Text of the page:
When you’re telling a story, it’s a good idea to know who your audience is. OK, it’s a GREAT idea to know who your audience is. Back when I was an editor at technology business magazines, I used to keep copies of the articles that interviewed our readers and discussed their business so I had some target when I was writing a product review or recommending a service. As a marketer, I use Customer Personas.
Customer Personas are profiles or stand-ins for “people” that you create to represent the actual users, prospects and customers within your targeted audience.
Here are just a few of the benefits of using personas:
- Creating a better understanding of your customers (Their desires and concerns, and the way they may use your product)
- Developing a customer-centric focus (Your persona becomes a stand-in for your customers)
- Designing for customers’ actual needs (It’s much easier to build a product if you can “see” who will use it)
- Improved product and service quality and usability (Does it fit? Can everyone use it?)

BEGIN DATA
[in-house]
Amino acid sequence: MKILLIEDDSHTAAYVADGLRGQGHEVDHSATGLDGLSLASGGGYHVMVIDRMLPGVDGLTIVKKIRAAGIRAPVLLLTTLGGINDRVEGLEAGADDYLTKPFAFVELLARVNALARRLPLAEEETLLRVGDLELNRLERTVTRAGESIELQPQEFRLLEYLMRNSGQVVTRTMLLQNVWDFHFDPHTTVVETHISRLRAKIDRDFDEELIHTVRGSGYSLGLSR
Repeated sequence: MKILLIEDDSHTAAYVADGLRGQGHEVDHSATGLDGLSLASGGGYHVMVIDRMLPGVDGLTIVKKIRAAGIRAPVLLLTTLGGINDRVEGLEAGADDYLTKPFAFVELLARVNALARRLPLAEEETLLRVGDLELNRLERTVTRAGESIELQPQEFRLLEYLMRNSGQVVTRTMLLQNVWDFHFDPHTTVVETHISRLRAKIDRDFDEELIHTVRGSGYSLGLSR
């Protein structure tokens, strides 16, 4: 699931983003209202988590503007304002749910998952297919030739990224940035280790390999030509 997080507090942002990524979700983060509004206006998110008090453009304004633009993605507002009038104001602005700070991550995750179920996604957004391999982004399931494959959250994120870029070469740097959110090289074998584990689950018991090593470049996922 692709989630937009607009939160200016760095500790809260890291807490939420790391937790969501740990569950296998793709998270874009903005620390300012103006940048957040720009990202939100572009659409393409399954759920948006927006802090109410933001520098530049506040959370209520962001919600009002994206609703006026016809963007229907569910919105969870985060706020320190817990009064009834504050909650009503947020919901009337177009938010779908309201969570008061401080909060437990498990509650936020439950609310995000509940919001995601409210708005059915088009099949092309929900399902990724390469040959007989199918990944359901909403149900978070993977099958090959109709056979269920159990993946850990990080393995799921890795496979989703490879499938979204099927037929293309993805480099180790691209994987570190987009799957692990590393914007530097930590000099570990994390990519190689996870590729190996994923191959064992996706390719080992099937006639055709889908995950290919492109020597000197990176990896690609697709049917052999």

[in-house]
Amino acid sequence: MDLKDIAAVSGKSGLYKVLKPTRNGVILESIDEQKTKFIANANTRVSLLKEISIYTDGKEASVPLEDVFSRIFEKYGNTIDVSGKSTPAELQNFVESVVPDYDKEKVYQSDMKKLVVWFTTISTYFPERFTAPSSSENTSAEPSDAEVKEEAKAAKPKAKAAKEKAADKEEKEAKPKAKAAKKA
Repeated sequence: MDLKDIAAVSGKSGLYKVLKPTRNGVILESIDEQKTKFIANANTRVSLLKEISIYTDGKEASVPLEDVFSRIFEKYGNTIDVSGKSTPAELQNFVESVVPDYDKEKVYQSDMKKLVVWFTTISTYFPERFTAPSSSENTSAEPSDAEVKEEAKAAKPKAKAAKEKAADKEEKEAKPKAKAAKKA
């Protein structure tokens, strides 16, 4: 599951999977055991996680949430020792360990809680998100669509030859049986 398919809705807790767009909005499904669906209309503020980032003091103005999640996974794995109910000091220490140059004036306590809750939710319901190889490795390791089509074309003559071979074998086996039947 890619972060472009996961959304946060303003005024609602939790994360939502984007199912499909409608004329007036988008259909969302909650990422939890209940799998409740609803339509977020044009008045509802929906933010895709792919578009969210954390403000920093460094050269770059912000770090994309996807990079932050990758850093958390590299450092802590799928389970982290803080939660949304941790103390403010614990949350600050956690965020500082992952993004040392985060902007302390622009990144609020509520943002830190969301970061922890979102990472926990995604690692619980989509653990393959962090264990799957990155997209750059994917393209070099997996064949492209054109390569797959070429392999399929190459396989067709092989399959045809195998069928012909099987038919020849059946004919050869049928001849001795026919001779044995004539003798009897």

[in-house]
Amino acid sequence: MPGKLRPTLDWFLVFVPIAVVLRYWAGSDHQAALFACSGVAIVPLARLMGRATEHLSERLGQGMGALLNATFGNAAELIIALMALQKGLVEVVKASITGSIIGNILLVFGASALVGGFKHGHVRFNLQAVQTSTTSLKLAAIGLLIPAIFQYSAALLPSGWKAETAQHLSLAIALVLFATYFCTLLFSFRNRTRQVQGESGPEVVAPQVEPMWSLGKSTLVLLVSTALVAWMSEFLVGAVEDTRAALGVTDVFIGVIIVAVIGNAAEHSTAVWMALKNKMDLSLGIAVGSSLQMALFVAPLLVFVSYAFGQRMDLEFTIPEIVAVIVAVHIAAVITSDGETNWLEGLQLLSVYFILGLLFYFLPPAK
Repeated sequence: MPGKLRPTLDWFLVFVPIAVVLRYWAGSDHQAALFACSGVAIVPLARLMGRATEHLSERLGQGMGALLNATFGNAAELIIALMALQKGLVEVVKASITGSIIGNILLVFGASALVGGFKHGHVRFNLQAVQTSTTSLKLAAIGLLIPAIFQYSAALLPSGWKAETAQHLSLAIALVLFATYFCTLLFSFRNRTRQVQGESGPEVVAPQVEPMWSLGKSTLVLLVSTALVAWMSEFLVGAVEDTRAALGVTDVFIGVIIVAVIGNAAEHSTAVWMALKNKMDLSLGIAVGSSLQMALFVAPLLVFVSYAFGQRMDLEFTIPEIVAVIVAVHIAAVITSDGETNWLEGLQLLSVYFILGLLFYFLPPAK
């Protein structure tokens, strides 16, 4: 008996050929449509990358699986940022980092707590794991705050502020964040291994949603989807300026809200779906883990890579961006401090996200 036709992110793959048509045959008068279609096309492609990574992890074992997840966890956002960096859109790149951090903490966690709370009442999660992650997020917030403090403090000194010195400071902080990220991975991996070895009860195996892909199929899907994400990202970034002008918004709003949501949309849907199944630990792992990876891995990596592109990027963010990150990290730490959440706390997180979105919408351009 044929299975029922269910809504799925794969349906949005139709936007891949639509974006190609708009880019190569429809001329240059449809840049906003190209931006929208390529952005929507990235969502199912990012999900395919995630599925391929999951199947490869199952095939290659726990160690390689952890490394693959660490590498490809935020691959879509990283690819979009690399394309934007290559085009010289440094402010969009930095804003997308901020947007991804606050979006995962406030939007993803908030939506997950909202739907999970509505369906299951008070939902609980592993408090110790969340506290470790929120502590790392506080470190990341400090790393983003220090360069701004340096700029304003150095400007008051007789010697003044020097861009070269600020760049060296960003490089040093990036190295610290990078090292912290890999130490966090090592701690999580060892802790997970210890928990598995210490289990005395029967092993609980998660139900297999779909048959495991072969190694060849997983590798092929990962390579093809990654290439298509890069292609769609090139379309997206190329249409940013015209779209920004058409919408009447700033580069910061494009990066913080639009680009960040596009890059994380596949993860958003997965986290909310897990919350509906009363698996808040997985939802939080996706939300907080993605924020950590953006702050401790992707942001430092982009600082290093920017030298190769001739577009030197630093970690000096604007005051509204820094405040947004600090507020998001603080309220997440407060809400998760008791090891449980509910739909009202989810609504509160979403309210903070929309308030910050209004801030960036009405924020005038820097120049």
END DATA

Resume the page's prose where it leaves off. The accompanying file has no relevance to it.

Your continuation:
Your personas are actually based on the aggregate data that you discover (or research) about your audience. If you’ve got a web site that targets 20-30 year old women you might develop two or three different types of personas depending on the different demographics you’re trying to reach within that broad audience (race, ethnicity, marital status, level of education, area of country, etc.). You can get very complex with your personas – or you can develop simple personas that you refine over time.
When I build personas I like to give them names, locations and even pictures (funny, all my personas are good looking people). Usability.gov has a terrific site filled with information about building personas, including tips on creating surveys and even a great example. Try it out for yourself and see how much more meaningful your marketing message becomes when you use customer personas.